ment, he acknowledged that Beatrice's best efforts would be advanced if he negotiated an incarceration of less than eighteen to twenty years. This was accomplished. [Note 6] The defendant's sentences were well under the maximum terms provided for the offenses involved. In addition, the defendant avoided sentence on the most serious of the indictments returned against him. Beatrice did his job by negotiating an excellent outcome for his client in the circumstances. Although it does appear that the contingency aspect of the agreement violates ethical rules, it does not appear that the defendant suffered any adverse consequences. Accordingly, no substantial issue was raised with respect to the agreement.
There is also no substantial issue raised by the claim that Beatrice's acknowledgment at the April 19 proceeding that he was not prepared to try the case demonstrated the ineffectiveness of his assistance. Beatrice informed the judge that Stanziani was available as trial counsel. He also gave to the judge a copy of the fee agreement, the express terms of which establish that Beatrice would not act as trial counsel in the event that plea negotiations failed. Under these circumstances, the judge's determination was correct.
Finally, the "contemporaneous record" of the defendant's responses at the plea colloquy shows that there is no facial basis for the claim that defense counsel coerced the defendant into pleading guilty. See Commonwealth v. Quinones, 414 Mass. 423 , 431-432 (1993).
b. Refusal to act on second new trial motion. In his second motion for a new trial, the defendant claimed that his guilty pleas were involuntary because he was under the influence of the antidepressant drug Prozac, and that the court failed to make any inquiry into the possible effects of the drug on his ability to reason. The judge declined to act on the motion, and the question raised in the motion, therefore, is not ripe for review. See Commonwealth v. Layne, 386 Mass. 291 , 296-297 (1982). Nevertheless, we address the question briefly, lest it be the subject of further proceedings in the Superior Court or here.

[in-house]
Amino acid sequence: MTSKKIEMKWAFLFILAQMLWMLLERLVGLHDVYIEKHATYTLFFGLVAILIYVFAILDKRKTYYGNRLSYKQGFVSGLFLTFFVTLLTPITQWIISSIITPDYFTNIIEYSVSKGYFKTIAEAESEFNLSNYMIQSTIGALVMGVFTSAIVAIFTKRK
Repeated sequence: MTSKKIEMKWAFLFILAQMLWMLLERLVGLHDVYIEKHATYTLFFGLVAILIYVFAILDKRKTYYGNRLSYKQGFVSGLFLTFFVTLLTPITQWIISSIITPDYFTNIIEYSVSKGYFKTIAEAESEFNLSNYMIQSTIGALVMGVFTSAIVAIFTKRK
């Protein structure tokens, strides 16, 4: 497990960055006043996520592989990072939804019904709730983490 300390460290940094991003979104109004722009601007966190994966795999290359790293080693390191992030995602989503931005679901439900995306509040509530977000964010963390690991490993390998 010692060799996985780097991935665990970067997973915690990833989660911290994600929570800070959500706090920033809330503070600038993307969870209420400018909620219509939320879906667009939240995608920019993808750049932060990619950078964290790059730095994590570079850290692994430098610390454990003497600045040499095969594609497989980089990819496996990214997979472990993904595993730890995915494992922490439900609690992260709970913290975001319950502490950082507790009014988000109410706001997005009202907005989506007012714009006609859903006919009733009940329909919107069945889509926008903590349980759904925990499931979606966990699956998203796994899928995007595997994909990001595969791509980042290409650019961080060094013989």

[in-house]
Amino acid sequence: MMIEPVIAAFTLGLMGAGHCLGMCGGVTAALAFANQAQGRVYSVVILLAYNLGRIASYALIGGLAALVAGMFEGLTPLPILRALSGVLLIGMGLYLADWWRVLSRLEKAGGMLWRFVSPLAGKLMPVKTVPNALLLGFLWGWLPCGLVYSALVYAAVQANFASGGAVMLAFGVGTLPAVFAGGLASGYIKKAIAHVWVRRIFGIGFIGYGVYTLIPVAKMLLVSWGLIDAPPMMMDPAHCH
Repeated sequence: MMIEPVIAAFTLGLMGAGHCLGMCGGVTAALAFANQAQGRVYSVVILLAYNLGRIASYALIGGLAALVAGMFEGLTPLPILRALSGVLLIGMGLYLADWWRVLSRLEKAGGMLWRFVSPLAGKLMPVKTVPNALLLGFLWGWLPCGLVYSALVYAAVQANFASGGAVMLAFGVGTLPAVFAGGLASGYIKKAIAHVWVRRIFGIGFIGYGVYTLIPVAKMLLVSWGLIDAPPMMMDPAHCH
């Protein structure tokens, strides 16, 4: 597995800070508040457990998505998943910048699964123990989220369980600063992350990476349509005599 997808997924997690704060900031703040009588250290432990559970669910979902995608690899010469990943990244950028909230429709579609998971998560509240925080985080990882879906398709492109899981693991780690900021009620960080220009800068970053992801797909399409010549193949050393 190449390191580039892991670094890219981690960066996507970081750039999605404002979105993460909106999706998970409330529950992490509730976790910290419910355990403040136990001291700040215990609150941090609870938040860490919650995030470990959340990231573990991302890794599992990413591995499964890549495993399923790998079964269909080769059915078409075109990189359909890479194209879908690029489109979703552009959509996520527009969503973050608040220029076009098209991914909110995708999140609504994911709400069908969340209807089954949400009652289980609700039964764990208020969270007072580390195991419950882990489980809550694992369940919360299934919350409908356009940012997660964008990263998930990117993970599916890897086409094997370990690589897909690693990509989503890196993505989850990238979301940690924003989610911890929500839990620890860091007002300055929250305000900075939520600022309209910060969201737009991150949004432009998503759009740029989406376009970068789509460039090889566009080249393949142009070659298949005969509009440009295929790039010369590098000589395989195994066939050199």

The judge was not obliged to credit the self-serving affida-
vit, submitted by the defendant in connection with the motion, in which he stated that: his "ability to think and make rational decisions was severely impaired" by his taking Prozac. The judge was entitled to credit the defendant's original statement made at the plea hearing that he was not under the influence of any drug that affected his judgment. See Commonwealth v. Cepulonis, 9 Mass. App. Ct. 302 , 304 (1980) (the plea judge is the "ultimate arbiter on questions of credibility"). We defer to the judge's ability to decide the issue based on the defendant's original disclaimer and the defendant's demeanor at the time he entered his pleas. See Commonwealth v. Russin, 420 Mass. 309 , 317 (1995) (where the plea judge was also the motion judge). As in Commonwealth v. DeMarco, 387 Mass. at 483, the defendant's "sole motive for asking permission to withdraw his plea was his dissatisfaction with the sentence." When tendering his original plea, the defendant acknowledged that he was doing so voluntarily and free of coercion, and stated that he was pleading guilty only because he was guilty and for no other reason. The pretrial memorandum, which the defendant had both signed on each page and corrected, was strong evidence that the defendant knew what he was doing at the time. Cf. Commonwealth v. Taylor, 398 Mass. 725 , 727, 729 (1986). The defendant's ability to comprehend was also shown by his statement that he was pleading guilty only to "certain charges." [Note 7] Not the slightest hint appears that "his plea was nevertheless involuntary or unknowing for reasons not appearing of record." Commonwealth v. Foster, 368 Mass. 100 , 108 n.7 (1975). There is ample evidence that given the serious nature of the charges, the defendant had a strong incentive to plead guilty, and that he did so voluntarily. [Note 8] Therefore, counsel on the first new trial motion was not ineffective for failing to raise the Prozac issue in that motion.